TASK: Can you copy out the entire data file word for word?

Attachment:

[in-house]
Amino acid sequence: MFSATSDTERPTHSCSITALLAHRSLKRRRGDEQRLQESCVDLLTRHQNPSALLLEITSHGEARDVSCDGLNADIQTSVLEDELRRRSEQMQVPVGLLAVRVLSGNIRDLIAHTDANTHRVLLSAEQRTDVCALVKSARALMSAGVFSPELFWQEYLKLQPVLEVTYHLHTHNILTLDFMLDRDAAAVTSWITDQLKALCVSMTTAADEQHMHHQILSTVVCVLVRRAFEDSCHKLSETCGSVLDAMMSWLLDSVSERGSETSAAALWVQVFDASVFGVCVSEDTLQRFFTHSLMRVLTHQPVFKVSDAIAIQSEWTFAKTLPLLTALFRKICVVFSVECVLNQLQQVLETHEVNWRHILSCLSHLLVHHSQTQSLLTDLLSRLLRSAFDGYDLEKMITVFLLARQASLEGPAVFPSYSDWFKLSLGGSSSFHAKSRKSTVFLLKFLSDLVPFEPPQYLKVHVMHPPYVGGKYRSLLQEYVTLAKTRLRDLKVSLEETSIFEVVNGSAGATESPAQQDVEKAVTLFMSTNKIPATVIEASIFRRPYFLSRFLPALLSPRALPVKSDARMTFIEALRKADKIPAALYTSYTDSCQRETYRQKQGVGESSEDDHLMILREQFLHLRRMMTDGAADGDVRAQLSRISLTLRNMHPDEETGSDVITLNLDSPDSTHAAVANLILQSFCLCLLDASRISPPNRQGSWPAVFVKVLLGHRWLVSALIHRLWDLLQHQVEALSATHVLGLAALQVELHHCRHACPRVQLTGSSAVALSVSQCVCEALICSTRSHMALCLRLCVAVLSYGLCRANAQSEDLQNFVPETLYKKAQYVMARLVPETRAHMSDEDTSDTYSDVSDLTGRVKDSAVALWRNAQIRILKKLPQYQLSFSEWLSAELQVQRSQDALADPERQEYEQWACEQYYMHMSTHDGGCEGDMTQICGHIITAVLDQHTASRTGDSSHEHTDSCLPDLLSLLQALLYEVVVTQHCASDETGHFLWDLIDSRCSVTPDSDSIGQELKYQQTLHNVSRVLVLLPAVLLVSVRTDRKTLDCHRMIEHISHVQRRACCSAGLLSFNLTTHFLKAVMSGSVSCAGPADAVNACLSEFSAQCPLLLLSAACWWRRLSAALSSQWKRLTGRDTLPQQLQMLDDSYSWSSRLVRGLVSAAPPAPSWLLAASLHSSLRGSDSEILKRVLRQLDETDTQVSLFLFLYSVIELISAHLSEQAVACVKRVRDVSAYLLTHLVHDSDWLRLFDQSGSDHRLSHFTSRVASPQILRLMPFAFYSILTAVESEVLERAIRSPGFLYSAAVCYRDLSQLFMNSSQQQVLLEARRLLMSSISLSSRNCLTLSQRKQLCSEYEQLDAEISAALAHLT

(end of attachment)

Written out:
[in-house]
Amino acid sequence: MFSATSDTERPTHSCSITALLAHRSLKRRRGDEQRLQESCVDLLTRHQNPSALLLEITSHGEARDVSCDGLNADIQTSVLEDELRRRSEQMQVPVGLLAVRVLSGNIRDLIAHTDANTHRVLLSAEQRTDVCALVKSARALMSAGVFSPELFWQEYLKLQPVLEVTYHLHTHNILTLDFMLDRDAAAVTSWITDQLKALCVSMTTAADEQHMHHQILSTVVCVLVRRAFEDSCHKLSETCGSVLDAMMSWLLDSVSERGSETSAAALWVQVFDASVFGVCVSEDTLQRFFTHSLMRVLTHQPVFKVSDAIAIQSEWTFAKTLPLLTALFRKICVVFSVECVLNQLQQVLETHEVNWRHILSCLSHLLVHHSQTQSLLTDLLSRLLRSAFDGYDLEKMITVFLLARQASLEGPAVFPSYSDWFKLSLGGSSSFHAKSRKSTVFLLKFLSDLVPFEPPQYLKVHVMHPPYVGGKYRSLLQEYVTLAKTRLRDLKVSLEETSIFEVVNGSAGATESPAQQDVEKAVTLFMSTNKIPATVIEASIFRRPYFLSRFLPALLSPRALPVKSDARMTFIEALRKADKIPAALYTSYTDSCQRETYRQKQGVGESSEDDHLMILREQFLHLRRMMTDGAADGDVRAQLSRISLTLRNMHPDEETGSDVITLNLDSPDSTHAAVANLILQSFCLCLLDASRISPPNRQGSWPAVFVKVLLGHRWLVSALIHRLWDLLQHQVEALSATHVLGLAALQVELHHCRHACPRVQLTGSSAVALSVSQCVCEALICSTRSHMALCLRLCVAVLSYGLCRANAQSEDLQNFVPETLYKKAQYVMARLVPETRAHMSDEDTSDTYSDVSDLTGRVKDSAVALWRNAQIRILKKLPQYQLSFSEWLSAELQVQRSQDALADPERQEYEQWACEQYYMHMSTHDGGCEGDMTQICGHIITAVLDQHTASRTGDSSHEHTDSCLPDLLSLLQALLYEVVVTQHCASDETGHFLWDLIDSRCSVTPDSDSIGQELKYQQTLHNVSRVLVLLPAVLLVSVRTDRKTLDCHRMIEHISHVQRRACCSAGLLSFNLTTHFLKAVMSGSVSCAGPADAVNACLSEFSAQCPLLLLSAACWWRRLSAALSSQWKRLTGRDTLPQQLQMLDDSYSWSSRLVRGLVSAAPPAPSWLLAASLHSSLRGSDSEILKRVLRQLDETDTQVSLFLFLYSVIELISAHLSEQAVACVKRVRDVSAYLLTHLVHDSDWLRLFDQSGSDHRLSHFTSRVASPQILRLMPFAFYSILTAVESEVLERAIRSPGFLYSAAVCYRDLSQLFMNSSQQQVLLEARRLLMSSISLSSRNCLTLSQRKQLCSEYEQLDAEISAALAHLT